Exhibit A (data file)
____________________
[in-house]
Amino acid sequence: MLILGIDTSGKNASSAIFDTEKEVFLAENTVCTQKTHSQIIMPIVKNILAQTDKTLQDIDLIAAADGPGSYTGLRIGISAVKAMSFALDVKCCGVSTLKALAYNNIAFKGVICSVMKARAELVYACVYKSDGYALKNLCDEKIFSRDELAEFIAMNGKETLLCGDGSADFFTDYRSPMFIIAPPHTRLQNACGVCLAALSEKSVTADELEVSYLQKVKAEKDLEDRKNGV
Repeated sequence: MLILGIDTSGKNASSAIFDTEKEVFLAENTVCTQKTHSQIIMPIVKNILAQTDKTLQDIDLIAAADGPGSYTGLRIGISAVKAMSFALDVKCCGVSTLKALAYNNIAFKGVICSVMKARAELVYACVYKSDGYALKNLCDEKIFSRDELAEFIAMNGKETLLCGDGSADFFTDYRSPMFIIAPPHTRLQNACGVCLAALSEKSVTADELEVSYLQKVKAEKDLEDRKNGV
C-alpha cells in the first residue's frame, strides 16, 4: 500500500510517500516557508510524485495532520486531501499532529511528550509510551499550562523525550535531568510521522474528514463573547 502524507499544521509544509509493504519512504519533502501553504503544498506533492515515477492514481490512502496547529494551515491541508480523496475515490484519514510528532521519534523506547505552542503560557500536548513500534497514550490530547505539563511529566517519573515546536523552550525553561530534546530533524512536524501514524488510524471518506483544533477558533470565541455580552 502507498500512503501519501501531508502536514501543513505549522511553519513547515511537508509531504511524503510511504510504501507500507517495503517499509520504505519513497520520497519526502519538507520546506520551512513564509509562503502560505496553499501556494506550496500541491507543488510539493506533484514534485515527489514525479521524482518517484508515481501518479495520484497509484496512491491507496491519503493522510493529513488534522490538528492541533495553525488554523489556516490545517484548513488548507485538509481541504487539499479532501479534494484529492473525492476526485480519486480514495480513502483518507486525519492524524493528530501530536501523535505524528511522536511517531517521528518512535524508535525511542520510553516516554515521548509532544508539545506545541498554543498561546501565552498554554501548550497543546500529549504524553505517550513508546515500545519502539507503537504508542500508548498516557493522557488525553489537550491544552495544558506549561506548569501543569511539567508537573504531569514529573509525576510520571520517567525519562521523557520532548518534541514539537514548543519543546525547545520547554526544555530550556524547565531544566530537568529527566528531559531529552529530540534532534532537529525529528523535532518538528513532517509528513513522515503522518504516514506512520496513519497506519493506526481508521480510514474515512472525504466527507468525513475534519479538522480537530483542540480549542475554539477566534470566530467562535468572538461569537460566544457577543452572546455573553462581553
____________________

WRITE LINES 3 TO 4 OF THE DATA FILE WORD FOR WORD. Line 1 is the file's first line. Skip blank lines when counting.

Repeated sequence: MLILGIDTSGKNASSAIFDTEKEVFLAENTVCTQKTHSQIIMPIVKNILAQTDKTLQDIDLIAAADGPGSYTGLRIGISAVKAMSFALDVKCCGVSTLKALAYNNIAFKGVICSVMKARAELVYACVYKSDGYALKNLCDEKIFSRDELAEFIAMNGKETLLCGDGSADFFTDYRSPMFIIAPPHTRLQNACGVCLAALSEKSVTADELEVSYLQKVKAEKDLEDRKNGV
C-alpha cells in the first residue's frame, strides 16, 4: 500500500510517500516557508510524485495532520486531501499532529511528550509510551499550562523525550535531568510521522474528514463573547 502524507499544521509544509509493504519512504519533502501553504503544498506533492515515477492514481490512502496547529494551515491541508480523496475515490484519514510528532521519534523506547505552542503560557500536548513500534497514550490530547505539563511529566517519573515546536523552550525553561530534546530533524512536524501514524488510524471518506483544533477558533470565541455580552 502507498500512503501519501501531508502536514501543513505549522511553519513547515511537508509531504511524503510511504510504501507500507517495503517499509520504505519513497520520497519526502519538507520546506520551512513564509509562503502560505496553499501556494506550496500541491507543488510539493506533484514534485515527489514525479521524482518517484508515481501518479495520484497509484496512491491507496491519503493522510493529513488534522490538528492541533495553525488554523489556516490545517484548513488548507485538509481541504487539499479532501479534494484529492473525492476526485480519486480514495480513502483518507486525519492524524493528530501530536501523535505524528511522536511517531517521528518512535524508535525511542520510553516516554515521548509532544508539545506545541498554543498561546501565552498554554501548550497543546500529549504524553505517550513508546515500545519502539507503537504508542500508548498516557493522557488525553489537550491544552495544558506549561506548569501543569511539567508537573504531569514529573509525576510520571520517567525519562521523557520532548518534541514539537514548543519543546525547545520547554526544555530550556524547565531544566530537568529527566528531559531529552529530540534532534532537529525529528523535532518538528513532517509528513513522515503522518504516514506512520496513519497506519493506526481508521480510514474515512472525504466527507468525513475534519479538522480537530483542540480549542475554539477566534470566530467562535468572538461569537460566544457577543452572546455573553462581553